July 16, 2013
Outer Banks Angling: Halfway there
By ROB ALDERMAN
some would say that the Outer Bank's primary tourist season runs from
Memorial Day to Labor Day, the truth is the busiest weeks for visitors
are from June 15 to August 15.
The reason for this is simple --
school. There is no set nationwide date for colleges or any other
school to return. Some schools return prior to Labor Day and some
No matter what one considers to be the start and end of the busy season, one fact remains -- we are halfway there.
Thus far, the summer season has been good for businesses and fishing alike, and we can hope the same for the latter half.
July pushes on, we should see the gradual opening of some of the
seasonal beach closures, as nesting birds wrap up their breeding
season. This will mean a little more access to some prime fishing
spots, and hopefully this will result in more fish being caught by the
As of late, sea mullet and pompano have dominated the beach scene on Hatteras and Ocracoke islands.
places such as Cape Point closed, anglers who would have been focusing
their efforts from the beach on bluefish, Spanish mackerel, and
albacore have adjusted and are targeting sea mullet and pompano very
This would definitely have a lot to do with so many reports of these fish being caught.
Also, over the past couple of years the "River Rig" has been introduced to the public.
specialty sea mullet and pompano rig has been around for quite sometime
now and was usually used by local fishermen and/or those who mainly targeted these species.
Now it is tied commercially and offered
to the public and has helped many a person catch more of these fish in
the summer months. You can find them at most local tackle shops.
Citation red drum have made a good showing this summer at Ramp 55 along Hatteras Inlet. This is almost solely a night time bite.
means one would have to park off the beach and walk to the fishing
grounds in order to comply with current night-time beach driving
regulations, which require you to be off the sand with your vehicle by
Visiting one of the local tackle shops can be very
helpful if this piques your interest and you have never done it before.
They can help you scale down to the bare minimum to make a night-time
walk and have what you need to catch fish.
My suggestion is to
bring a back pack. Consolidate your drum fishing tackle down to extra
rigs, leaders, and weights to easily fit in a pack on your shoulders.
Pre-cut your bait and stick it into zippered plastic bags. Then you can
use a small, soft cooler that fits into your back pack or over your
I'd take two rods. Mishaps with rods and reels are a
given when drum fishing. Take two sand spikes to hold your rods and to
help with any rigging.
you take two plastic sand spikes and drill a hole in either the top or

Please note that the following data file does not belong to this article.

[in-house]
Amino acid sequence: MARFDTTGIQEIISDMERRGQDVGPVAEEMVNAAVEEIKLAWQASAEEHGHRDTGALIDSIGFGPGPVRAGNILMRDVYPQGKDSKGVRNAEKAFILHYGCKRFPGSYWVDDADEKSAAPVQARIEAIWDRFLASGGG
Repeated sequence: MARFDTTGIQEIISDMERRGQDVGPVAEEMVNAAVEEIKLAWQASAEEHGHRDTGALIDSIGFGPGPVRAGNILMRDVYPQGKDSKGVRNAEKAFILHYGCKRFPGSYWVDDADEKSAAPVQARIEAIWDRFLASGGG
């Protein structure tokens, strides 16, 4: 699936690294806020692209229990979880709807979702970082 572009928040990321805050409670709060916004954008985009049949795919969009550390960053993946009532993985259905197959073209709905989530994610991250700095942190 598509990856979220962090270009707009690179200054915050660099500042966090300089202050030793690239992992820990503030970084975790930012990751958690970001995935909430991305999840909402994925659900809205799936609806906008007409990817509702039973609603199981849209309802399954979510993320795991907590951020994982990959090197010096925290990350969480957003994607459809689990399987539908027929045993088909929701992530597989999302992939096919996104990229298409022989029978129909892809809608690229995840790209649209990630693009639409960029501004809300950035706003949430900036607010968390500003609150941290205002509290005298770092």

bottom of them, they can then be tied together with a little piece of
string and also thrown over your shoulder or neck.
This may sound like a lot to be carrying, but if done properly and with the bare minimum, it will be less than you think.
with a fair sea mullet and pompano bite, the small spot, croaker, and
flounder have helped to keep surf fishermen busy on Hatteras and
Ocracoke. Occasionally, puppy drum and speckled trout have been found
from the surf.
The piers on Hatteras Island have been managing some spot, croaker, sea mullet, and occasional pompano.
Water temps have averaged between the low to mid 70s
Bluefish and Spanish mackerel have been few and far between on the planks due to a dominant southwest wind.
Pier recently had a couple of small cobia caught, and it's plausible
with a wind shift that the big fish for pin-riggers could heat up on
Rodanthe Pier recently celebrated a grand opening of
a new end on the pier. It has been several years since the end of the
pier was torn down by a Thanksgiving storm. A new end is a welcomed
addition by the avid pier fishermen.
Offshore fishing out of
Hatteras has had its ups and downs because of weather but has been
solid overall. Mahi-mahi, wahoo, billfish and king mackerels are making
the reports frequently.
The inshore boats continue to do well
with slot-limit puppy drum and have managed scattered citation drum and
the occasional cobia.
Fleets and recreational boats running out
of Oregon Inlet have found big-eye and yellowfin tuna, along with
billfish, wahoo, mahi-mahi, and scattered king mackerel.
The inshore boats have done well with speckled trout and puppy drum.
Flounder fishing has been a little slow, but the occasional nice fish makes the reports.
fishing around the Bonner Bridge has been excellent for professional
and recreational boats and those fishing from the catwalk. Many a nice
size sheepshead has made the dinner table.
So even though we are
half way through the summer season, there is plenty to do and fish to
be caught. Although finding accommodations can be a little more
involved in the busy summer months, one can still find a roof if you do
not currently have plans.
You can still get the best and
up-to-date fishing info by walking through the door of a local tackle
shop. The knowledgeable and eager owners and employees will assist you
in catching your target species. They know the where and how at any
One thing is for sure -- you can't catch a fish while sitting at home.
Alderman has lived on the Outer Banks for more than 12 years and has
worked in the recreational fishing industry the entire time. A former
variety fishing TV show host, beach fishing guide, tackle shop and pier
employee, Rob currently owns and operates Outer Banks Kayak Fishing. He
is on the Pro-Staff of Bending Branches LLC, Wilderness Systems Kayaks
and Release Reels. You can follow his adventures at www.FishMilitia.com or OuterBanksKayakFishing.com.)